Endurance running demands more than running shoes and a killer playlist. It's not only a dedication to getting up and running, but it is a dedication to your health and your body, inside and out. That said, I find that runners make a lot of mistakes when it comes to their health and nutrition. (I've been there!)
If you want to be successful in the long-term as an endurance runner, you have to keep your diet in check.
These are the mistake you want to avoid.
8 Health and Nutritional Mistakes Endurance Runners Must Avoid
1) Eating whatever.
Beginner runners usually make this mistake, as do many athletes who burn major calories in their workout routines. Because they are burning a lot of calories in a day, they can seemingly get away with eating garbage without consequence. There's nothing wrong with having a treat or a cheat day, but making it habitual or having no diet plan in place is bad news. How you fuel your body has consequences on your performance, your energy levels, your mood, and your long-term health. Just because you aren't gaining weight and you're burning the calories doesn't mean you have a free pass to eat junk.
2) Over-consuming proteins.
Americans, by and large, over-consume proteins by 25 to 50 percent by the standards recommended by the Dietary Guidelines. However, for some reason, we can get it in our minds that we need even more protein to run and exercise effectively. Here's the truth: unless you're doing particularly high-impact endurance or resistance training for hours at a time, you likely don't need more protein. That includes your power bar and protein powder.
It's only during the most intense of exercises that your body breaks down proteins for fuel versus carbohydrates and fats.
3) Overcompensating on carbs, electrolytes, etc.
At the same time, we often vastly overestimate our need for replenishing our bodies after a run or workout. Drinking an entire bottle of Powerade after an hour run isn't needed—especially when you consider the 34g of sugar in a bottle. We can also do this beforehand by carb loading because we go overboard in how much we really need.
The truth is most of us, short of a marathon, don't need to make huge adjustments to our diet to replenish our bodies. We don't need to eat that much more before or after and we don't need to load up on the calories. Doing so can actually lead to weight gain because we're getting so much more than we need because our idea of burn versus intake is skewed.
4) Too many sports nutrition boosters.
Modern sports nutrition is cool. The gels, the bars, the boosters from drinks and powders are helpful in a pinch. When you're in the eleventh hour of a marathon, that extra boost can make or break your run. However, being overly reliant on these things can be so bad for your diet. While it's easy to believe that because they're “nutritious,” they're good, we must keep in mind that these are processed, manufactured supplements that are not real replacements for fresh foods. They work in a pinch, but they're not for everyday training or adequate replacements for real food.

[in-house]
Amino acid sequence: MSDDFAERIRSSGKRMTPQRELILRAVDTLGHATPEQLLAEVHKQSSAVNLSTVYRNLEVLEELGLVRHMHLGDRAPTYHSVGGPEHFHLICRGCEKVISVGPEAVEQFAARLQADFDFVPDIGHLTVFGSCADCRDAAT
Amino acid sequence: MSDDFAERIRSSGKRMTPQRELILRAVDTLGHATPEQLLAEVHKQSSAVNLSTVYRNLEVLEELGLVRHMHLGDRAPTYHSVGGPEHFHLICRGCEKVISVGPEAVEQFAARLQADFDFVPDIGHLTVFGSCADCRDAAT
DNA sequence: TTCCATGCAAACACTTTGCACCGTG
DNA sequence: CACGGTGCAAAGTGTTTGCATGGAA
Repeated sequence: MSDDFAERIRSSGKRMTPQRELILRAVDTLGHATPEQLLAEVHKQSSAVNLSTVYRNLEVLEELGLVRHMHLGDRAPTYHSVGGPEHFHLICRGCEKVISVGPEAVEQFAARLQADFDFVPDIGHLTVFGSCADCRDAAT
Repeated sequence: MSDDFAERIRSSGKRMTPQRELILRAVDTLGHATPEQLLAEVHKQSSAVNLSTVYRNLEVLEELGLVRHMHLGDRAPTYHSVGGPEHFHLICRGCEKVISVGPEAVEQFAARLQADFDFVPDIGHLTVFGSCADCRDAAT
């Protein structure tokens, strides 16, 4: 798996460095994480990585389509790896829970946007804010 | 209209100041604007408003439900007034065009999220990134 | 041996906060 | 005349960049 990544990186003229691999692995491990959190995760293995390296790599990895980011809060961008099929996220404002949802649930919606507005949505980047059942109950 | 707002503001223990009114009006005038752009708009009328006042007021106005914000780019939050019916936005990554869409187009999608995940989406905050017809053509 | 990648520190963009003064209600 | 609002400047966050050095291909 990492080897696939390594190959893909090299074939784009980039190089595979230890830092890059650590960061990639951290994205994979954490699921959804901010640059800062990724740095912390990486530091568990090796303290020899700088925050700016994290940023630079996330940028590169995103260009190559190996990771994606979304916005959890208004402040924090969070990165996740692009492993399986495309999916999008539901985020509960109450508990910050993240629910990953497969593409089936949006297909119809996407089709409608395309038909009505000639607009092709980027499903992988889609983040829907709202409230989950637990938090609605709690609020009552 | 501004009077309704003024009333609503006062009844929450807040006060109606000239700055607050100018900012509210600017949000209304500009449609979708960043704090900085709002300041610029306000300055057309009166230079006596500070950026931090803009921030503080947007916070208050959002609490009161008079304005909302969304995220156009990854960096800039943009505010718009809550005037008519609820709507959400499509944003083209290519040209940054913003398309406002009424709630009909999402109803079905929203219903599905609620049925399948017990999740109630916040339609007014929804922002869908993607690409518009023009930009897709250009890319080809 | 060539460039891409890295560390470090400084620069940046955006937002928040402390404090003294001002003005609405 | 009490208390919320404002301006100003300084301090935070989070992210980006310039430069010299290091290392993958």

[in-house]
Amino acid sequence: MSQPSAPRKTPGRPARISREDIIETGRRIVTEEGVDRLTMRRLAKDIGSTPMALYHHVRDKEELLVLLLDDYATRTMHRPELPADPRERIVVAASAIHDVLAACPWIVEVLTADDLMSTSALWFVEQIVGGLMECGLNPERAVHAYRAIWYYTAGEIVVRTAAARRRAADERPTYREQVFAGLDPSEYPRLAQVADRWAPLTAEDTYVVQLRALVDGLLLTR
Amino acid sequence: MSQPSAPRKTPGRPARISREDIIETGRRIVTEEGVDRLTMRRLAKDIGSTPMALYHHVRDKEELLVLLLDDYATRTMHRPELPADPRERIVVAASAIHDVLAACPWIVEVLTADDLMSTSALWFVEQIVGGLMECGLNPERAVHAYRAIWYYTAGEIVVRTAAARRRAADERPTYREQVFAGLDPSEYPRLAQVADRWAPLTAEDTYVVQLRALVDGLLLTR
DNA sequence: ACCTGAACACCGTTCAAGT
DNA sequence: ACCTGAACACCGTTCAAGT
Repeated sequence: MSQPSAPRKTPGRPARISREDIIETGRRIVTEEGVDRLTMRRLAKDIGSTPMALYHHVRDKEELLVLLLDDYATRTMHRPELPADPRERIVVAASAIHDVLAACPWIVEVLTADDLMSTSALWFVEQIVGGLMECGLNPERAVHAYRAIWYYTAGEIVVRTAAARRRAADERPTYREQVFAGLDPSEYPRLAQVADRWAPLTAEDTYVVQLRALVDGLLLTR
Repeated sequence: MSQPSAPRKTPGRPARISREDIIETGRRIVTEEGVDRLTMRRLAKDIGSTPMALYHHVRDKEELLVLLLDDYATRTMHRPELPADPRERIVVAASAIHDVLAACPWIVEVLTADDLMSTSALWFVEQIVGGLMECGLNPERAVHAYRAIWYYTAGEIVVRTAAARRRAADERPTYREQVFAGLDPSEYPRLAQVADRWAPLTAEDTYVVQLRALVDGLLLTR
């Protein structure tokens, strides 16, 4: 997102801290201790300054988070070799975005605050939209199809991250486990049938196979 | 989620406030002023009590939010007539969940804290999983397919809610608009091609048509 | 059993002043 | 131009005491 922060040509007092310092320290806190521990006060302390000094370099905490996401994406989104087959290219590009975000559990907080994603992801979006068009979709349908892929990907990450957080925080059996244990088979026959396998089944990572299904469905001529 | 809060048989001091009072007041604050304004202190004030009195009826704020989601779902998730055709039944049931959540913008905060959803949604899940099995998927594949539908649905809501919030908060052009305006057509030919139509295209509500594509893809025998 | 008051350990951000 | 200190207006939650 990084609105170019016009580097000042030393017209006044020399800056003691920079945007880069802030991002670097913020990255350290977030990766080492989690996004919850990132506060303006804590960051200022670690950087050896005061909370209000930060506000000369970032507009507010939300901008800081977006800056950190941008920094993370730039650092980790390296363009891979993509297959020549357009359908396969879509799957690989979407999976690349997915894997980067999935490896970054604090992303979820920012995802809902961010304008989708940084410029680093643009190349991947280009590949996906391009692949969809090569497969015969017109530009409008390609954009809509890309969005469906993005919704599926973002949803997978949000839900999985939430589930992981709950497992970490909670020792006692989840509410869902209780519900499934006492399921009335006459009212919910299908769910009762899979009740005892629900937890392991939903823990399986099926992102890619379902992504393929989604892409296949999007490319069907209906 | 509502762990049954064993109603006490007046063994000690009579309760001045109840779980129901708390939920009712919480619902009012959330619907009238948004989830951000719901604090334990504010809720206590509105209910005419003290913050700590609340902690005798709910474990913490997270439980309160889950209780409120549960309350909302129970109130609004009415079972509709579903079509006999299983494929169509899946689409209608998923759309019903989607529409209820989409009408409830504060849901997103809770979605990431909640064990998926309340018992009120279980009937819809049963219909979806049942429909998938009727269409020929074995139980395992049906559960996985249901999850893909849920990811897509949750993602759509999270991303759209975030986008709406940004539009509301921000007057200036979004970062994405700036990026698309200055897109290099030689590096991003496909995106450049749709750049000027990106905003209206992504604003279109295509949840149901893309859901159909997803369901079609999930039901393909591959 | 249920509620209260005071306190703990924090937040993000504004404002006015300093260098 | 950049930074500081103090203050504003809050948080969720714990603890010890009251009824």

5) Fearing fats.
For some reason, many of us are still afraid of fats in our foods— even healthy fats from fish, olive oil, avocados, and nuts. Fats in moderation are great in that they can help your body absorb nutrients as well as manage your hunger. They help your body function. So don't run from healthy fats.
6) Indulging in post-run cravings.
We all get post-run cravings. I know I've had the desire to down a big plate of pasta right after an intense run or go through a whole bag of chips. Here's the thing: we have to make the choice in how we feed these cravings. We can often justify our cravings with the rationale of calories burnt, but the time we're in is crucial. The post-run state is when we're so receptive to nutrients. It's the time to feed yourself well rather than run for the sleeve of Oreos.
Instead of indulging your cravings for junk food, feed yourself with good, nutrient-rich food that sets your body up for success.
7) You go crazy for caffeine.
Who doesn't love a good cup of coffee? Some days it's all that gets us up in the morning. That said, caffeine isn't great for runners. While we can joke about it being our “fuel,” it's best to avoid coffee and caffeine as much as you can, especially before a run. It's not a dietary need—your intestinal tract isn't a fan, as it can lead to cramping and bowel issues. Best limit your caffeine intake to a handful of times a week, if that.
8) You don't treat your diet as part of your training.
Ultimately, the most important part of nutrition for a runner is to take it seriously as part of your training. The biggest mistake runners make is treating it as disconnected from their endurance running success. Your diet should be part of your training career. While you should leave yourself room to enjoy food and eating, take it seriously, too. The success of your run is so often linked to what you eat.
How do you use what you eat to fuel effective exercise? Share your tips in the comments.